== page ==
Starting from the emergence of online newspapers, traditional media departments, particularly their leadership, were rather ‘antagonistic’ against new media departments based on the concerns over newspaper circulation. Nevertheless, the competitive relationship between the two types of departments remained unclear because new media departments were situated in a relatively marginalised position inside the press industry. After media convergence along the dominant path was officially launched, original new media departments have been integrated into the new media centre. Vast financial support, manpower and material investments were put to the new media centres of the Fujian press industry, which had reinforced the position of new media department as a ‘rival’ to newspaper offices.
B. Wang Lilin. “Xuzhou Han huaxiangshi yanjiuzhong gongren xianxiang de zai renshi” (A Reconsideration of Generally Acknowledged Phenomena in the Study of Han Stone Pictorial Reliefs at Xuzhou) in Xuzhou bowuguan sanshinian jinian wenji (30th Anniversary Commemorative Edition of Collected Works of The Xuzhou Museum). (Beijing: Yanshan chubanshe, 1992), 166.
Lā Qiáolā (La Jolla), Jiālìfúníyàzhōu -- Wénlín Hànyǔ Xuéxí Ruǎnjiàn hé CDL zìtǐ jìshù de kāifāzhě -- Wénlín Yánjiūsuǒ, yóu yī jiā pǔtōng qǐyè (gōngsī) zhuǎnxíng chéngwéi “shèhuì mùdì gōngsī” (SPC gōngsī). Tāngmǔ Bìxiǎopǔ (Tom Bishop) zhǔxí jiěshì le zhè yī juédìng: “Wǒmen de jiàoyù shǐmìng, cǐkè, zài fǎlǜ shang, chéngwéi le wǒmen cúnzài de gēnběn yìyì. Zhè yī xīn dìngwèi wèi ràng gèngduō de rén cānyù dào wǒmen de zǔzhī zhōng pūpíng le dàolù, tóngshí jiāng wǒmen de fāzhǎn tíshēng dào xīn de shuǐpíng. Xiànzài wǒmen yǒuquán yě bìxū zài wǒmen gōngsī de zhāngchéng zhōng guīdìng: jiàoyù jí qítā shèhuì mùdì shì wǒmen de zuìgāo zōngzhǐ.” Chúle yào kuòchōng yī zhī yōuxiù tuánduì, bāokuò cídiǎn biānzuǎn, yǔyánxué, biānchéng hé jiàoyù de dǐngjiān zhuānjiā, Wénlín Yánjiūsuǒ Gōngsī SPC dǎsuàn bǎ cídiǎn hé qítā xuéxí cáiliào fābù dào wǎngshàng, ràng quánqiú fúhé zīgé de gòngxiànzhě kěyǐ xiézuò gǎishàn bìng xiūzhèng Zhòng-Yāng zīyuánkù. Gōngsī de xīn dìngwèi biǎomíng línjìn fābù de Wénlín Hànyǔ Xuéxí Ruǎnjiàn 4.2 bǎn jiāng yǔ zhòngdà shēngjí hòu de gōngsī wǎngzhàn tóngbù lóngzhòng tuīchū.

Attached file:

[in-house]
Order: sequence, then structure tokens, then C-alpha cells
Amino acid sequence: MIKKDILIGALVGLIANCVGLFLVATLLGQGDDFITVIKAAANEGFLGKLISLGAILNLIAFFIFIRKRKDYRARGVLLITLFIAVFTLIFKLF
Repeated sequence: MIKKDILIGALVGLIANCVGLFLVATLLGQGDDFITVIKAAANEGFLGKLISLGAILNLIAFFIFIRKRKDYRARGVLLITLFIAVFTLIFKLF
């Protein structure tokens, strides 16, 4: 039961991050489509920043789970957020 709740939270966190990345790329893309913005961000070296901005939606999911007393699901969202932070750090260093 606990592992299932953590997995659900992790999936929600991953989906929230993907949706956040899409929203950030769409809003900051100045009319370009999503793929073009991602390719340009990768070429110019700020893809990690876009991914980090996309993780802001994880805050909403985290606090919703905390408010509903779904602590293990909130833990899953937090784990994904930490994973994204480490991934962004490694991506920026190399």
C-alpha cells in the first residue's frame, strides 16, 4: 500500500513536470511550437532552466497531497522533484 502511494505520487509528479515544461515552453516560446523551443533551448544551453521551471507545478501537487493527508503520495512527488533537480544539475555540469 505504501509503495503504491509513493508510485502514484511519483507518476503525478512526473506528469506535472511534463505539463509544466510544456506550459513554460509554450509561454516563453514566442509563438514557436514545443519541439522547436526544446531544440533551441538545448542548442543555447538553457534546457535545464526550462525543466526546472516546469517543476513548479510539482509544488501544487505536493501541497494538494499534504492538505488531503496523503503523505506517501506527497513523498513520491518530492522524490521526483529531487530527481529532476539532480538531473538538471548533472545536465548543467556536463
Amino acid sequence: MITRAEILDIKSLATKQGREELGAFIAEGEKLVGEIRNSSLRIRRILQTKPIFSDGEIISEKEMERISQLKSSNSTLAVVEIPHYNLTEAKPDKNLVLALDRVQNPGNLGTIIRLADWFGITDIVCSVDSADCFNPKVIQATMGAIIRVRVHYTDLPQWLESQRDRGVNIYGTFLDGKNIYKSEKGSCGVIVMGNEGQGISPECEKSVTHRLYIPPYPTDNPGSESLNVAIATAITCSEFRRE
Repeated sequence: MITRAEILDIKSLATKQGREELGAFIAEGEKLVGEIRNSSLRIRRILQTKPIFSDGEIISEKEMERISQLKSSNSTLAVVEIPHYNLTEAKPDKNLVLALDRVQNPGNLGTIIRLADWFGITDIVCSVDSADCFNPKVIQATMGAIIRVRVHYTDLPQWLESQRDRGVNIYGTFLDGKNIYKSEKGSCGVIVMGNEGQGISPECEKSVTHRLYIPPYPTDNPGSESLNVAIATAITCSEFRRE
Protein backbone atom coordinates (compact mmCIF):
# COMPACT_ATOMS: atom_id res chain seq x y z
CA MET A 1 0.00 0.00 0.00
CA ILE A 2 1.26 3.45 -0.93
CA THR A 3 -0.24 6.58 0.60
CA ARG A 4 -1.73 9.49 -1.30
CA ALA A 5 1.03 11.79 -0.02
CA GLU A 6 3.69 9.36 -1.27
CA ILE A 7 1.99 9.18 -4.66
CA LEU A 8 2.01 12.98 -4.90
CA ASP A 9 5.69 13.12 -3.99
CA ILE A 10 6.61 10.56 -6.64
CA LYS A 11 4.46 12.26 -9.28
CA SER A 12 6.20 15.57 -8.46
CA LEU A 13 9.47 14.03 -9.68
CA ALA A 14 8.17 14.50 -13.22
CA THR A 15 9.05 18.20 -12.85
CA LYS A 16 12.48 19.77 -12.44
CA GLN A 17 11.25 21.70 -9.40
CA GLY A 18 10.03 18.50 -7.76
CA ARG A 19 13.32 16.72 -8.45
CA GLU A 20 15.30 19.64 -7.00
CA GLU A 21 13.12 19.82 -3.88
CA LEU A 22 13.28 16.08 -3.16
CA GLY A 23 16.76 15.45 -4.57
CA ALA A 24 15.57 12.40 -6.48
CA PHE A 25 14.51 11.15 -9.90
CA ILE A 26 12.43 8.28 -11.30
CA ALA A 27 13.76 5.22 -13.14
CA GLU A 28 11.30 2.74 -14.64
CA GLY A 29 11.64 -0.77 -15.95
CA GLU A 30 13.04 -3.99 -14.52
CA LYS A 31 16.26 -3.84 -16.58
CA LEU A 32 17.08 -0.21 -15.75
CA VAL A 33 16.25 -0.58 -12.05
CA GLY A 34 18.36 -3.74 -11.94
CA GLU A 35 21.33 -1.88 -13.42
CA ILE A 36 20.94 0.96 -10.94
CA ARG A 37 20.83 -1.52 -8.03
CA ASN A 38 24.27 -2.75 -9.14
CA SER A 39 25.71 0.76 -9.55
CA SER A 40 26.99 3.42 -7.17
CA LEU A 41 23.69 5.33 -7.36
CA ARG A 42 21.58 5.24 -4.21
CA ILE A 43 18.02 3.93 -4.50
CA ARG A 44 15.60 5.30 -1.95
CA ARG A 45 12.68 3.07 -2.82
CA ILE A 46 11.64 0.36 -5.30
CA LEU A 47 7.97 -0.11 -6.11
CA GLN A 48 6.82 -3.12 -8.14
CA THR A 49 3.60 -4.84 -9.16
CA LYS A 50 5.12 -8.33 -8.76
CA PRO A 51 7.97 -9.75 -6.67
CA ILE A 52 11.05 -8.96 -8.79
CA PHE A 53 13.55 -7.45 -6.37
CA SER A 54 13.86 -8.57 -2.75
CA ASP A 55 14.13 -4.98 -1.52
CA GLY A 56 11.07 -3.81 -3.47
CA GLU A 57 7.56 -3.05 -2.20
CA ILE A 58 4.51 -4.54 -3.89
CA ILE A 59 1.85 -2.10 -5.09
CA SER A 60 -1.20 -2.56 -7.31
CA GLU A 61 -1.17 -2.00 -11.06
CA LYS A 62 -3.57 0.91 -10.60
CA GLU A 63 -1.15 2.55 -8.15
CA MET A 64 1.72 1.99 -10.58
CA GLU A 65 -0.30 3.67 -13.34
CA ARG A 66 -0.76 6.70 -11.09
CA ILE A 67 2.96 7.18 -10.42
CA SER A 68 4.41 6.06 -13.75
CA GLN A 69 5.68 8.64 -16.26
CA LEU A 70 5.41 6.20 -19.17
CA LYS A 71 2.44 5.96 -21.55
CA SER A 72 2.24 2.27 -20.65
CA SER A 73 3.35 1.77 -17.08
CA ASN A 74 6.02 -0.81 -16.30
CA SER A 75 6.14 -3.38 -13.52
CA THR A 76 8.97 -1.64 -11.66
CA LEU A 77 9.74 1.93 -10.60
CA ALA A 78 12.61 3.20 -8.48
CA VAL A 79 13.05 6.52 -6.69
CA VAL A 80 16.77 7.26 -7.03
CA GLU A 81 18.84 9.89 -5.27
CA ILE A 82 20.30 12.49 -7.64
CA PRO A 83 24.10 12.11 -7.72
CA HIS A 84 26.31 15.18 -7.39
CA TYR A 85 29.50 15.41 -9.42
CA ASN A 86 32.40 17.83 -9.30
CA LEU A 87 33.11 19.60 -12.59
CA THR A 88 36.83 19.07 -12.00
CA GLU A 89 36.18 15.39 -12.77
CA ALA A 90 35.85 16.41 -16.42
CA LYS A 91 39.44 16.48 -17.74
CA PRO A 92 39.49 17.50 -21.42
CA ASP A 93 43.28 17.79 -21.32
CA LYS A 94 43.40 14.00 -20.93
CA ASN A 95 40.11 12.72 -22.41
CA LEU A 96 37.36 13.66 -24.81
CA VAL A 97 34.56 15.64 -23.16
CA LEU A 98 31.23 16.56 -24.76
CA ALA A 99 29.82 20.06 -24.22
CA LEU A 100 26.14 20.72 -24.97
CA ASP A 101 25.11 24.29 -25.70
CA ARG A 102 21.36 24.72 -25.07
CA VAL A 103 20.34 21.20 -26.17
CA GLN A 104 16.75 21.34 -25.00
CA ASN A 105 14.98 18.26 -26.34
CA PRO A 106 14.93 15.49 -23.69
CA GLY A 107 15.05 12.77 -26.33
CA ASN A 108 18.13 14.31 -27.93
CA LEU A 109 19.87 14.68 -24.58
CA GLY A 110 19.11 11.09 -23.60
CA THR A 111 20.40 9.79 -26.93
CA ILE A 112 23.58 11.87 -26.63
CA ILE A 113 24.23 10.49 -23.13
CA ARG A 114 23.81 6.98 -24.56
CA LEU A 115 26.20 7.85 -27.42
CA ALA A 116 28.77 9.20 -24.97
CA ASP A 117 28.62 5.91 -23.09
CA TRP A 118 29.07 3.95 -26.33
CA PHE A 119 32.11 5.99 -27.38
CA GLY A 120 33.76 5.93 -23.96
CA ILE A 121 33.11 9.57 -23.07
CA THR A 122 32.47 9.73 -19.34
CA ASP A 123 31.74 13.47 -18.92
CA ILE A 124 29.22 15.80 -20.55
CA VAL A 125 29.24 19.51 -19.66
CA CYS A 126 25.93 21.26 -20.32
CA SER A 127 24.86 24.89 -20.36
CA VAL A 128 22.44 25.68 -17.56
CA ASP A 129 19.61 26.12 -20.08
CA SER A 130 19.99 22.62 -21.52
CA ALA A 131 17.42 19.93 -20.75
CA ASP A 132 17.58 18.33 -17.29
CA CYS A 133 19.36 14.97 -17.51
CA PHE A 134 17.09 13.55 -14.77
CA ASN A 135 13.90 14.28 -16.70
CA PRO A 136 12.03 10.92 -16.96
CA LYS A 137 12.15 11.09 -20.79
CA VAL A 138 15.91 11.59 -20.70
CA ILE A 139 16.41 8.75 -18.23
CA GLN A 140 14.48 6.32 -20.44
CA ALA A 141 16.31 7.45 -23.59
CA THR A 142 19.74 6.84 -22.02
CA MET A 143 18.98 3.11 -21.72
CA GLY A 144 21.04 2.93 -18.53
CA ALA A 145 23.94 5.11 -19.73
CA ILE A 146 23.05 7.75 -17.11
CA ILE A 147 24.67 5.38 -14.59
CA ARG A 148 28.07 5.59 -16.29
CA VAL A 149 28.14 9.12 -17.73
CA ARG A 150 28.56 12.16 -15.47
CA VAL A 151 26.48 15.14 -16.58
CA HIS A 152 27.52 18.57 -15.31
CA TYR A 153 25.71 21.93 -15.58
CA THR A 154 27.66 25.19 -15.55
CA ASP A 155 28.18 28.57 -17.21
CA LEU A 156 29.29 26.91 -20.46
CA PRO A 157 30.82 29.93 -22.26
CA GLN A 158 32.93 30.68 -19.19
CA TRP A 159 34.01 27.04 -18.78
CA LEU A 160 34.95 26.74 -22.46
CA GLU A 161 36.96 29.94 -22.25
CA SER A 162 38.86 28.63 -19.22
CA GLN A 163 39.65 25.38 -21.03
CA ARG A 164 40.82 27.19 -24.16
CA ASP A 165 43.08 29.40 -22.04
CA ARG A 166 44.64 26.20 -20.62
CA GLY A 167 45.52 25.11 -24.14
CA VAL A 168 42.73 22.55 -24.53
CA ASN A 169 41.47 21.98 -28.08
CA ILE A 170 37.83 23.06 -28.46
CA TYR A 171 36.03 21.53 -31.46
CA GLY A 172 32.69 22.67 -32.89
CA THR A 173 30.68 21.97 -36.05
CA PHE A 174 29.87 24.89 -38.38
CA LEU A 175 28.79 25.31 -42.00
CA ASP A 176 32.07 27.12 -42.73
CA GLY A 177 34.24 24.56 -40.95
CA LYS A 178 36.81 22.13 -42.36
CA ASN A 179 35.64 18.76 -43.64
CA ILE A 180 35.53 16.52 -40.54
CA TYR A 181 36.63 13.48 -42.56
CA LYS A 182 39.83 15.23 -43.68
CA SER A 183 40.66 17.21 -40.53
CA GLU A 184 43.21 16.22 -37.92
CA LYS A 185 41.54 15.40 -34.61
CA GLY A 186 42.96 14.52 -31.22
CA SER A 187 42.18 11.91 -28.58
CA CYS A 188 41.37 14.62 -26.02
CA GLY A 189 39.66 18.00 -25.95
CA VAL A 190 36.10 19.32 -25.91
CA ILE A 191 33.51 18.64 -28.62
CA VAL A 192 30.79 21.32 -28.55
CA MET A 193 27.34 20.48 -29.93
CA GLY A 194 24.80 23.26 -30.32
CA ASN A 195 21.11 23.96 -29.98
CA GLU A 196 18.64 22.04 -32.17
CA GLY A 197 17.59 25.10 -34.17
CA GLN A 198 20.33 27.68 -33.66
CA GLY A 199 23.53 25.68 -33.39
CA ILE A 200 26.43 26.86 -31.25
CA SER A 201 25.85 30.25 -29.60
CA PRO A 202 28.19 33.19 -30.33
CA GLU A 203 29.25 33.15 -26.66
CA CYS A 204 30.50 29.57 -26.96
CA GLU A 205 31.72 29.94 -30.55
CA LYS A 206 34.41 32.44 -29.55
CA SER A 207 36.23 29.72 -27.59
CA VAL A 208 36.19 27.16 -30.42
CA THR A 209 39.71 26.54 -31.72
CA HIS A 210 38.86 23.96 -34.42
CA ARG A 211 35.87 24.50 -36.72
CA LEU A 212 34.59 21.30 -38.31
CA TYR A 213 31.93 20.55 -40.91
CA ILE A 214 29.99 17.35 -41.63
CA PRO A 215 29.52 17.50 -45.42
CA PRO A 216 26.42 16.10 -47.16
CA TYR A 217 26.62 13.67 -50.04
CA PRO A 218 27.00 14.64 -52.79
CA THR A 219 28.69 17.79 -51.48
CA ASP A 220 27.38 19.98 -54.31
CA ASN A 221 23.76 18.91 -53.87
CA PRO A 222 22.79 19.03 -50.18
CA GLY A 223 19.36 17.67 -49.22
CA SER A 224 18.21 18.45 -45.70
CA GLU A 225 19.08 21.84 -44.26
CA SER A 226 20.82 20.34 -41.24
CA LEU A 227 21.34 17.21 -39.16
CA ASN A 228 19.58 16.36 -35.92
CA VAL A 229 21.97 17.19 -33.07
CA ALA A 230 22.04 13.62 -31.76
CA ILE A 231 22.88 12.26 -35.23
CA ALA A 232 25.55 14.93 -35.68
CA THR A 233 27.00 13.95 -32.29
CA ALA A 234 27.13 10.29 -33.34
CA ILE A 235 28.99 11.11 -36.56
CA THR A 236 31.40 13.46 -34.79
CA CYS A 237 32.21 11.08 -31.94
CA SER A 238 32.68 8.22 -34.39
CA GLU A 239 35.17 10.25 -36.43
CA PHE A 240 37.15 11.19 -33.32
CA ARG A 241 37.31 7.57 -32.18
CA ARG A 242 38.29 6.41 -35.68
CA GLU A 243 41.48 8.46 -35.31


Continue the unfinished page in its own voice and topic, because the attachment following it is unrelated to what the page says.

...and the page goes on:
47 On 10 and 12 April, media briefings with Foreign Ministry spokesman Qin Gang were convened. See http://www.fmprc.gov.cn, accessed 31 May 2007. For reports see Beijing Youth Daily, 13 April 2008, Jinghua shibao, 13 April 2005, China Daily, 13 April 2005. Similar announcements by the spokesperson of the Public Security Bureau followed. See People's Daily and Beijing Youth Daily, 22 April 2005.

The shortcomings of this study lie in the non-random sampling method on which the survey relies and the theoretical saturation of the findings drawn from the single case. Aside from adopting better sampling techniques, future research can appeal to an editor-centric perspective to comprehensively assess the effects of media convergence. Also, future research can perform comparative analyses across regions or countries to further disclose the multiplicity of convergence effects and its relationship with the regionally and nationally specific factors.